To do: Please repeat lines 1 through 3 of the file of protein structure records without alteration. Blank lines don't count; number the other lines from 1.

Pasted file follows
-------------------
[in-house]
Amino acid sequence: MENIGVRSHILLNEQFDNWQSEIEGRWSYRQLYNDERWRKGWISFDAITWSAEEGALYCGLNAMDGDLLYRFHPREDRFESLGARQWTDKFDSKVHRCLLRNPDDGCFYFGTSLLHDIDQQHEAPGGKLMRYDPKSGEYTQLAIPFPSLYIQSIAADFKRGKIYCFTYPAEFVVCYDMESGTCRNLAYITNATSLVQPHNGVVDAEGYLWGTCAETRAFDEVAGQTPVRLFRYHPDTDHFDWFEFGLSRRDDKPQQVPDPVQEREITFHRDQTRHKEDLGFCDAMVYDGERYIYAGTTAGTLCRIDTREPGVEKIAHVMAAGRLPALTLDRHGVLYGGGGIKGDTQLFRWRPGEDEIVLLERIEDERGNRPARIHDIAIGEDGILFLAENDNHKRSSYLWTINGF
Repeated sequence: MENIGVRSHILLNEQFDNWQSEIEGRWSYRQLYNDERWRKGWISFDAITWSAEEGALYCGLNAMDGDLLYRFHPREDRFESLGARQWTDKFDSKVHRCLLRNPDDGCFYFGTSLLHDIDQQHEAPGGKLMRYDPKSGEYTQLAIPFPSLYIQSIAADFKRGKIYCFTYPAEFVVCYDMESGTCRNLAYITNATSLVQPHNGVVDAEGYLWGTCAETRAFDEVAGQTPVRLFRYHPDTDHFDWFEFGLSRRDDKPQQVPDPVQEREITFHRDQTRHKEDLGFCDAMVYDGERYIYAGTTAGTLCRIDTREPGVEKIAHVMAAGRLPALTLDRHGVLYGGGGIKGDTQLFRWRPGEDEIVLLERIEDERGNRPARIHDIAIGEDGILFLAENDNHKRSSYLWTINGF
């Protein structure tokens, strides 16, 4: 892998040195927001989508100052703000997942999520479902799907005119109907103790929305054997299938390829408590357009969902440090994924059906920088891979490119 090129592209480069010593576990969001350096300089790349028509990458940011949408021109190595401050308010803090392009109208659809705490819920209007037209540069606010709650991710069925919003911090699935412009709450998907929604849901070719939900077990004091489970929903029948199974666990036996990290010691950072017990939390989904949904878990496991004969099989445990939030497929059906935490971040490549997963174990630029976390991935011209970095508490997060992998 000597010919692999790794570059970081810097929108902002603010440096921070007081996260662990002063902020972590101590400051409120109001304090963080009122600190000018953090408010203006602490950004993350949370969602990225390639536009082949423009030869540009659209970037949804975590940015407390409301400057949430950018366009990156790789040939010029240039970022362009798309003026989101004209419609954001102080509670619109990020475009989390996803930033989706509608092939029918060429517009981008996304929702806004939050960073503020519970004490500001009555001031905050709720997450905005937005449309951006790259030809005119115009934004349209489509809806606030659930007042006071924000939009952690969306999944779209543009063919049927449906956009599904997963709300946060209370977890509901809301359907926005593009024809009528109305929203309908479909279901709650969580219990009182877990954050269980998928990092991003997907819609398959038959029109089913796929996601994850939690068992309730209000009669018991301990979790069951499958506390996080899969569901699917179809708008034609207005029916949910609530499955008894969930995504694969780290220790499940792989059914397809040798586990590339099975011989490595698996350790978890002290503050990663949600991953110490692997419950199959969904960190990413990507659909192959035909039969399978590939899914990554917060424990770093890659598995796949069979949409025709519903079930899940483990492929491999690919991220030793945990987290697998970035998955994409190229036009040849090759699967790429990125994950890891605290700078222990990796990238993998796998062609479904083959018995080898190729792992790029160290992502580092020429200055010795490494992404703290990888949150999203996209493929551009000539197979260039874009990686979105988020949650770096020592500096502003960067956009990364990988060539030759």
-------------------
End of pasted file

[in-house]
Amino acid sequence: MENIGVRSHILLNEQFDNWQSEIEGRWSYRQLYNDERWRKGWISFDAITWSAEEGALYCGLNAMDGDLLYRFHPREDRFESLGARQWTDKFDSKVHRCLLRNPDDGCFYFGTSLLHDIDQQHEAPGGKLMRYDPKSGEYTQLAIPFPSLYIQSIAADFKRGKIYCFTYPAEFVVCYDMESGTCRNLAYITNATSLVQPHNGVVDAEGYLWGTCAETRAFDEVAGQTPVRLFRYHPDTDHFDWFEFGLSRRDDKPQQVPDPVQEREITFHRDQTRHKEDLGFCDAMVYDGERYIYAGTTAGTLCRIDTREPGVEKIAHVMAAGRLPALTLDRHGVLYGGGGIKGDTQLFRWRPGEDEIVLLERIEDERGNRPARIHDIAIGEDGILFLAENDNHKRSSYLWTINGF
Repeated sequence: MENIGVRSHILLNEQFDNWQSEIEGRWSYRQLYNDERWRKGWISFDAITWSAEEGALYCGLNAMDGDLLYRFHPREDRFESLGARQWTDKFDSKVHRCLLRNPDDGCFYFGTSLLHDIDQQHEAPGGKLMRYDPKSGEYTQLAIPFPSLYIQSIAADFKRGKIYCFTYPAEFVVCYDMESGTCRNLAYITNATSLVQPHNGVVDAEGYLWGTCAETRAFDEVAGQTPVRLFRYHPDTDHFDWFEFGLSRRDDKPQQVPDPVQEREITFHRDQTRHKEDLGFCDAMVYDGERYIYAGTTAGTLCRIDTREPGVEKIAHVMAAGRLPALTLDRHGVLYGGGGIKGDTQLFRWRPGEDEIVLLERIEDERGNRPARIHDIAIGEDGILFLAENDNHKRSSYLWTINGF